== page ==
Currency dispute with U.S. could widen China’s power in Asia
Far from being a currency pariah as accused by the Trump administration, China has a shot at cementing economic leadership within Asia.
The foreign-exchange manipulator tag hastily arranged by the U.S. Treasury is of little practical consequence. In essence, it warrants talks about talks. The same complaint in 1994 didn’t stop the immense integration of the American and Chinese economies that followed, seen in retrospect as the halcyon days of global merchandise trade. Despite noise from the current White House, China had, until Monday, held back the yuan’s decline, not encouraged it. Reverse manipulation, if you will.
China has a strategic regional interest to show policy leadership matching its commercial footprint around Asia and more widely. This could ease the fears of some governments over economic stability. Beijing isn’t about to loosen the reins entirely, the People’s Bank of China statement indicated, this week’s move below 7 per dollar notwithstanding. Beijing needs to prevent big capital outflows.
Not sure what to do amid this market volatility? Here are the answers to your top questions
If the market’s wild ride has you confused about your next investment move, you aren’t alone.
You may be wondering, “Do I really do nothing with my stocks or 401(k), like many advisors suggest? ” or “when is the right time to buy or sell?”
No one likes to lose money, but panicking isn’t the right answer, either. In fact, experts say you should be prepared for market downturns.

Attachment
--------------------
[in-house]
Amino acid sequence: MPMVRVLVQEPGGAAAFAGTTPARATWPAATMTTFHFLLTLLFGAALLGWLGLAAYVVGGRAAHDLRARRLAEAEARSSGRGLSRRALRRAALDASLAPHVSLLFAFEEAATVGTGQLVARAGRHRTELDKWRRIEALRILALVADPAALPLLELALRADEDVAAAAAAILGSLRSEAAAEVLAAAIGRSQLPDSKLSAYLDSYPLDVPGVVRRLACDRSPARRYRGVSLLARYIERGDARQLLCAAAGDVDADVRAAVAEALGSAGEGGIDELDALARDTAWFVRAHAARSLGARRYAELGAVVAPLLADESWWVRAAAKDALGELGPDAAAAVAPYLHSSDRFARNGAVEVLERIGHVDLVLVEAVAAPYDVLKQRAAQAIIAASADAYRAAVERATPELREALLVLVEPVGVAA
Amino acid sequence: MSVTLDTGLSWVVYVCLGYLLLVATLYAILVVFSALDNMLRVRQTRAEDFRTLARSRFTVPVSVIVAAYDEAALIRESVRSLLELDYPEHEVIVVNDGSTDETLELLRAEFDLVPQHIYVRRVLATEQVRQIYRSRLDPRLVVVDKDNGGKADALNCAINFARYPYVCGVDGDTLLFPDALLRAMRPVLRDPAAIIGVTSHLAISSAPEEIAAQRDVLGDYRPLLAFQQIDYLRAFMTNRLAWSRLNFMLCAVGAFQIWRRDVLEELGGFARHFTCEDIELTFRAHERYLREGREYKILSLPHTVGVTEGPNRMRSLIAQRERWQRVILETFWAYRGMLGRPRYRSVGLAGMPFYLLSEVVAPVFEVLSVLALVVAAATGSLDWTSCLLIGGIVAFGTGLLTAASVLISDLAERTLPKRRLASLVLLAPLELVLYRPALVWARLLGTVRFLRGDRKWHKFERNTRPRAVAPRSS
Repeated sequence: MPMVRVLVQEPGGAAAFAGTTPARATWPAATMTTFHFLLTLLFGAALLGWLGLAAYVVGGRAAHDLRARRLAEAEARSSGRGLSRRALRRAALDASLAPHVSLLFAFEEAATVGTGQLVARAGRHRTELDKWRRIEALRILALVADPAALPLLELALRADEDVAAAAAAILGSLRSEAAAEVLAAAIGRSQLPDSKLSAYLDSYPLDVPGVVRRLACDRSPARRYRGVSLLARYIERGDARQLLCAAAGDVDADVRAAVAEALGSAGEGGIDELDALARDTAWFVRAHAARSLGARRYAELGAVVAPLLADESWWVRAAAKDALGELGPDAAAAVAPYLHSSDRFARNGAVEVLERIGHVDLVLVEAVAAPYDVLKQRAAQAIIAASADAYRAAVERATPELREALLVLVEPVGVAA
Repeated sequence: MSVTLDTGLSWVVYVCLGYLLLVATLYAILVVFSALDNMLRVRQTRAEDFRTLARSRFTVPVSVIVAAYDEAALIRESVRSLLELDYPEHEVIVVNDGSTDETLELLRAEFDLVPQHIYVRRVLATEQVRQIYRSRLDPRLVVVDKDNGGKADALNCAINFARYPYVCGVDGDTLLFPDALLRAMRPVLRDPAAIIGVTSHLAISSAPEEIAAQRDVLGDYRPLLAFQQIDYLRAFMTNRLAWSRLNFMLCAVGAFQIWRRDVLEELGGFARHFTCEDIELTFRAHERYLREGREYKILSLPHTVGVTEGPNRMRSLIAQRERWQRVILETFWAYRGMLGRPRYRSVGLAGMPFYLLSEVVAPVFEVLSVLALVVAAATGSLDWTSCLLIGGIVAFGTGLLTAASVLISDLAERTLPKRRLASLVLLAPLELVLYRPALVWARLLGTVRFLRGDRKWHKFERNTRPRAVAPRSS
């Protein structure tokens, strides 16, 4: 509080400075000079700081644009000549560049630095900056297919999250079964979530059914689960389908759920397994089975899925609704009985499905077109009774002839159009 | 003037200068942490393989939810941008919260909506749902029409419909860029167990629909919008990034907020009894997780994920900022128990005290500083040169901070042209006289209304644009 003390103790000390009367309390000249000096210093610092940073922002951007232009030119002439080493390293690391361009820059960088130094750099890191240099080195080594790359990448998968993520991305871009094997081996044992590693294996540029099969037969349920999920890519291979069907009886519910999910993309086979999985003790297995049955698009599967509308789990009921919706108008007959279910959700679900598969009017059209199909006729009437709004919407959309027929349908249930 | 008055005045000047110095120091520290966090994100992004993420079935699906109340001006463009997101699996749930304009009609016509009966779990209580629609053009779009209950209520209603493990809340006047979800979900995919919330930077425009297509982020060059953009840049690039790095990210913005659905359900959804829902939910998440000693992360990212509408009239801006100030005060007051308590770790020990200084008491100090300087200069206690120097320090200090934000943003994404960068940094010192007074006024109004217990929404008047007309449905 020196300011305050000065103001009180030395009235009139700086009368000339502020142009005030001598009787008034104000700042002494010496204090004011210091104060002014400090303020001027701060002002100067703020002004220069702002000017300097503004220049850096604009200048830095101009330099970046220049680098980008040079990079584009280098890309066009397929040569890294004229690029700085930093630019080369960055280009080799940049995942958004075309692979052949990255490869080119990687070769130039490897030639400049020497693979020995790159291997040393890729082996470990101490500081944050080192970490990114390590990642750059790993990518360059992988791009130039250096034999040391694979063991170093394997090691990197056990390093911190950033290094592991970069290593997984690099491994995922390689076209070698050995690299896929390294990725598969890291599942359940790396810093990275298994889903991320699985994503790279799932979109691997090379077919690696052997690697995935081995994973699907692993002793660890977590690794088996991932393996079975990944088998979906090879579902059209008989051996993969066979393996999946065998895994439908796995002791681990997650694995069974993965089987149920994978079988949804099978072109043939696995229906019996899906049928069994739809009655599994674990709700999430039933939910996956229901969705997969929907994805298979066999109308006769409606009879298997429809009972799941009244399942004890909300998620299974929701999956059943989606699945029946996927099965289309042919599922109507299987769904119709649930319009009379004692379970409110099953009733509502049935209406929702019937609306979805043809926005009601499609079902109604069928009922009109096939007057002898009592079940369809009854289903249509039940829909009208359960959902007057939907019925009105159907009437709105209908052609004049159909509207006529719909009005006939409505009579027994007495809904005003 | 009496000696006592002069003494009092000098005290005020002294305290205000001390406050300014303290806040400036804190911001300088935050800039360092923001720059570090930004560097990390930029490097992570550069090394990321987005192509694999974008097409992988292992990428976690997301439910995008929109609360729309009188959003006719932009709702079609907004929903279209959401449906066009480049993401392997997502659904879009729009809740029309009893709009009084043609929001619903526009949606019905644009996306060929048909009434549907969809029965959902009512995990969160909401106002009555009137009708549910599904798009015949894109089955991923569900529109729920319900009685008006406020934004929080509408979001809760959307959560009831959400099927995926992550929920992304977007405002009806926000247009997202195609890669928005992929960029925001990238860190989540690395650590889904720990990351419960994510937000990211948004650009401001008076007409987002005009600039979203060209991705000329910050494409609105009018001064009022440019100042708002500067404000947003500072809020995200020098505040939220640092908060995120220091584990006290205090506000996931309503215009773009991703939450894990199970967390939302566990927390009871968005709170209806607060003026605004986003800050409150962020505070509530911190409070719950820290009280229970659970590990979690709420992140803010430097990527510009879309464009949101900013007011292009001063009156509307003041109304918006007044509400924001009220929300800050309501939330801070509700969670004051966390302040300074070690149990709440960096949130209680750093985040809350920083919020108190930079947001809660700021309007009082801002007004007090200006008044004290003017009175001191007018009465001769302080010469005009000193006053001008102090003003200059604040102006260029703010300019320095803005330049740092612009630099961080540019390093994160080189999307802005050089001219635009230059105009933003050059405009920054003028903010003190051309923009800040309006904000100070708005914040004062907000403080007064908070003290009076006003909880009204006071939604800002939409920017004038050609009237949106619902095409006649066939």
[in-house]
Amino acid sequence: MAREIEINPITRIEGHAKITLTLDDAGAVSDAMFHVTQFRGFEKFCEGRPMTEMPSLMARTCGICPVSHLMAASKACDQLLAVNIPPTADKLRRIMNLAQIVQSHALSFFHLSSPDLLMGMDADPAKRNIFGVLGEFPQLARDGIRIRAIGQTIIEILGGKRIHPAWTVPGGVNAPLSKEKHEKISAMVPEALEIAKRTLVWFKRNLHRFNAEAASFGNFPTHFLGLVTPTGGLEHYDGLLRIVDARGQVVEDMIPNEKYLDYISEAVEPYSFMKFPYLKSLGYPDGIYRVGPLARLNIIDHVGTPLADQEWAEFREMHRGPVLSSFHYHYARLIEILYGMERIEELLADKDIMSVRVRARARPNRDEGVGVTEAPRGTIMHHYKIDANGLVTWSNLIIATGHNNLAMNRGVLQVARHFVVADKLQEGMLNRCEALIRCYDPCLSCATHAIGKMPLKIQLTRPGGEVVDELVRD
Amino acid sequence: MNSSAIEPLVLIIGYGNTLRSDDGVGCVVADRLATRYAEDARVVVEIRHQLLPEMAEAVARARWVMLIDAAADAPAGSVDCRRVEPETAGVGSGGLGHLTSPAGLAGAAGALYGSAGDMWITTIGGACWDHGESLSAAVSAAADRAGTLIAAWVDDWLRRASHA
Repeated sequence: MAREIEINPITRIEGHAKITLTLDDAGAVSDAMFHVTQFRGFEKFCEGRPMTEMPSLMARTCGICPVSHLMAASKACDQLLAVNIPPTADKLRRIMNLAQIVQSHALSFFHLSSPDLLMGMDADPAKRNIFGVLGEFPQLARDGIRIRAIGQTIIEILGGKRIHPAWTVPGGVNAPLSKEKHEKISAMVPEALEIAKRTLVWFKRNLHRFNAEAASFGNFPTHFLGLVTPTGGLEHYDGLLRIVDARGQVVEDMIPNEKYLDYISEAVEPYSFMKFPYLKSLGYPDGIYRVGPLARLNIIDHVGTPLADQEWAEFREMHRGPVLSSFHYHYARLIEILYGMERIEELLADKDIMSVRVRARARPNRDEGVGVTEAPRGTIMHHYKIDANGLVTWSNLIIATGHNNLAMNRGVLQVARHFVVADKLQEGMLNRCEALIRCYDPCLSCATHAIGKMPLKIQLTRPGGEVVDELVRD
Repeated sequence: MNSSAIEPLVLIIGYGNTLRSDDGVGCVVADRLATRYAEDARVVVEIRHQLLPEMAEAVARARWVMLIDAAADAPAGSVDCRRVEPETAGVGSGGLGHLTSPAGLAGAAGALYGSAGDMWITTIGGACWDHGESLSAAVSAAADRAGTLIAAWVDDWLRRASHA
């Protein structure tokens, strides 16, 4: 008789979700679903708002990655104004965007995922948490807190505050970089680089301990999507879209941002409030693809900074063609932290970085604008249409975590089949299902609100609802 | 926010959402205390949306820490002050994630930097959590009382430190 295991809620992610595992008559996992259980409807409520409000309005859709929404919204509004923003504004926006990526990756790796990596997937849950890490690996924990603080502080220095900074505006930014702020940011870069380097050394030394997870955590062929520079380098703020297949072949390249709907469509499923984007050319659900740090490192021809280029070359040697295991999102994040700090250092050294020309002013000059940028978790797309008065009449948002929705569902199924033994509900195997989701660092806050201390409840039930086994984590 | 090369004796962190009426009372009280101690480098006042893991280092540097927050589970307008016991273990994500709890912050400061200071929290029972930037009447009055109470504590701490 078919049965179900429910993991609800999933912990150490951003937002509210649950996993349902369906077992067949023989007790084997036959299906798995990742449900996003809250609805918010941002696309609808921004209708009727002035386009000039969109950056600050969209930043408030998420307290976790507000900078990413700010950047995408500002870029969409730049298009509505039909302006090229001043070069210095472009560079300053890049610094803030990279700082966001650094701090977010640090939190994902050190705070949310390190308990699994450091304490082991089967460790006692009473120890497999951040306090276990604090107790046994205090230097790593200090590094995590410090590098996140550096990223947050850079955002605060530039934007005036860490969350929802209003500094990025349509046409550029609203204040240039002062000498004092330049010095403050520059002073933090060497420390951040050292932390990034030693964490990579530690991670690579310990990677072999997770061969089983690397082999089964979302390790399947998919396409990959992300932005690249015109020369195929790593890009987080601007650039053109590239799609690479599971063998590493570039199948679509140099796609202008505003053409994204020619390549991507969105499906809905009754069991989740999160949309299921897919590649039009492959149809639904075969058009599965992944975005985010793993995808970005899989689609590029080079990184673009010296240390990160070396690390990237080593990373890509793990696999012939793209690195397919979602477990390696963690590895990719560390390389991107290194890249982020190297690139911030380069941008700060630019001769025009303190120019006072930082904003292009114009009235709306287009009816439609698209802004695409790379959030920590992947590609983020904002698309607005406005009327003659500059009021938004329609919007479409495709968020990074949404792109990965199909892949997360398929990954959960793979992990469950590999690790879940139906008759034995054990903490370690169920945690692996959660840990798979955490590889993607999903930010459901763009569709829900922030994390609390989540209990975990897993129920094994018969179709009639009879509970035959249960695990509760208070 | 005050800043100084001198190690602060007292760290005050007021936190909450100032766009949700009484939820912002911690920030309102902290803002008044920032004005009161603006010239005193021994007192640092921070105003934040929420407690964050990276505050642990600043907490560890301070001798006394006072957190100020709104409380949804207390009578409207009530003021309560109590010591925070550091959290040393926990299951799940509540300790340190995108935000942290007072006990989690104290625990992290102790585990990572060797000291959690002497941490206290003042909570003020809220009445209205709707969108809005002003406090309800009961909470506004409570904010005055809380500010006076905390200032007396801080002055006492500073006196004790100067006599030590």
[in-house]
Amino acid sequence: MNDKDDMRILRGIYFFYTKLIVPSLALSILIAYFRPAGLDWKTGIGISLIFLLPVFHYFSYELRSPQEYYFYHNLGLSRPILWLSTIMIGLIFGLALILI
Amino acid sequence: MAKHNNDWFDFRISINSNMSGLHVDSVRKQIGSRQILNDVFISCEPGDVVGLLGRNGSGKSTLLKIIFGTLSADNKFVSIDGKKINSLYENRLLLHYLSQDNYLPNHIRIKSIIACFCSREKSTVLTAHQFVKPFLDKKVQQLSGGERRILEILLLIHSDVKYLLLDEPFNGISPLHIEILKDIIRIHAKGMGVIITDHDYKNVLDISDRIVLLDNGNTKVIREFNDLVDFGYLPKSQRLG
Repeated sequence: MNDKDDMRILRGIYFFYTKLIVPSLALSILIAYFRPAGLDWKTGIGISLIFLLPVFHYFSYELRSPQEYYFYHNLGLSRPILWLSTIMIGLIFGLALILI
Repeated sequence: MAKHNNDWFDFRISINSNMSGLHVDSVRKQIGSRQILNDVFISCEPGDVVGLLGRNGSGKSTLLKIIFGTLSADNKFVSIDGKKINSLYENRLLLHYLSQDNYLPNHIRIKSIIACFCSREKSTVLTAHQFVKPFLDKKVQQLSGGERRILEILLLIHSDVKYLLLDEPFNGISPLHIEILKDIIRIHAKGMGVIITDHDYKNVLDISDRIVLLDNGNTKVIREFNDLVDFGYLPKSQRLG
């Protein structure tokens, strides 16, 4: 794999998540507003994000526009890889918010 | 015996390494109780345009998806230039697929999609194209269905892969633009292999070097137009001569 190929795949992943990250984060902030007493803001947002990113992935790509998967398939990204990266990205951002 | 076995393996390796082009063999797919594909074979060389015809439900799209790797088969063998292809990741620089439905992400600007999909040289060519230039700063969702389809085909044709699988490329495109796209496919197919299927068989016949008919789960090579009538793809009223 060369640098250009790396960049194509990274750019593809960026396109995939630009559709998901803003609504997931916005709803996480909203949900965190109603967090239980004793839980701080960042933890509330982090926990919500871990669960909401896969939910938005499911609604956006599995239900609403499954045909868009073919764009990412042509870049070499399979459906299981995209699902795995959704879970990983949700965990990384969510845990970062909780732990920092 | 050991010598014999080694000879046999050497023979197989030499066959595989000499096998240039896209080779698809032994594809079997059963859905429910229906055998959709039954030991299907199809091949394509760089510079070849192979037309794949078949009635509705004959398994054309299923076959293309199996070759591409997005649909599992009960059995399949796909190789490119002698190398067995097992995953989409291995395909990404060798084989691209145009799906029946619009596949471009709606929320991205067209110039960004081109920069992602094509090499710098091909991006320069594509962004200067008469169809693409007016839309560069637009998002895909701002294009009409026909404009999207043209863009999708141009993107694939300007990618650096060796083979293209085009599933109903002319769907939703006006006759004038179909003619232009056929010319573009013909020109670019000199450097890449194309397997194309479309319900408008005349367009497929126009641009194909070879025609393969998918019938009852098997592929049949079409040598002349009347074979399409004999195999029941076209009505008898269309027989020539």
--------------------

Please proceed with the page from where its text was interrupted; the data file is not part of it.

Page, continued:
“I tell clients and prospective clients that if a bear market is all it takes to ruin your financial future, then you’re not investing and planning correctly,” said Mitch Goldberg, president of ClientFirst Strategy, an investment firm that caters to individual investors.
How Huawei is trying to trade war-proof its software
Huawei Technologies Co. on Friday offers the first glimpse of an in-house software that may someday replace Google’s Android, an important step toward reducing its reliance on American technology.
Code-named “Hongmeng” or “Ark,” the long-gestating operating system could soon find its way into smart TVs and lower-end phones. The OS embodies Huawei’s shift toward self-reliance as American sanctions cut it off from vital technology, and escalating U.S.-Chinese tariffs jeopardize a carefully orchestrated global supply chain. Huawei’s efforts actually mirror Apple Inc.’s: to develop vertically-integrated supply and production lines that help reduce exposure to inclement market forces, unreliable suppliers and unpredictable events like international trade disputes.
The newly hostile environment is putting to the test not just Apple’s “Designed in California, Assembled in China” slogan, but the overall preparedness of two smartphone-making giants as the decades-old made-in-China model fractures. Here’s a look at how dependent Apple and Huawei are on external suppliers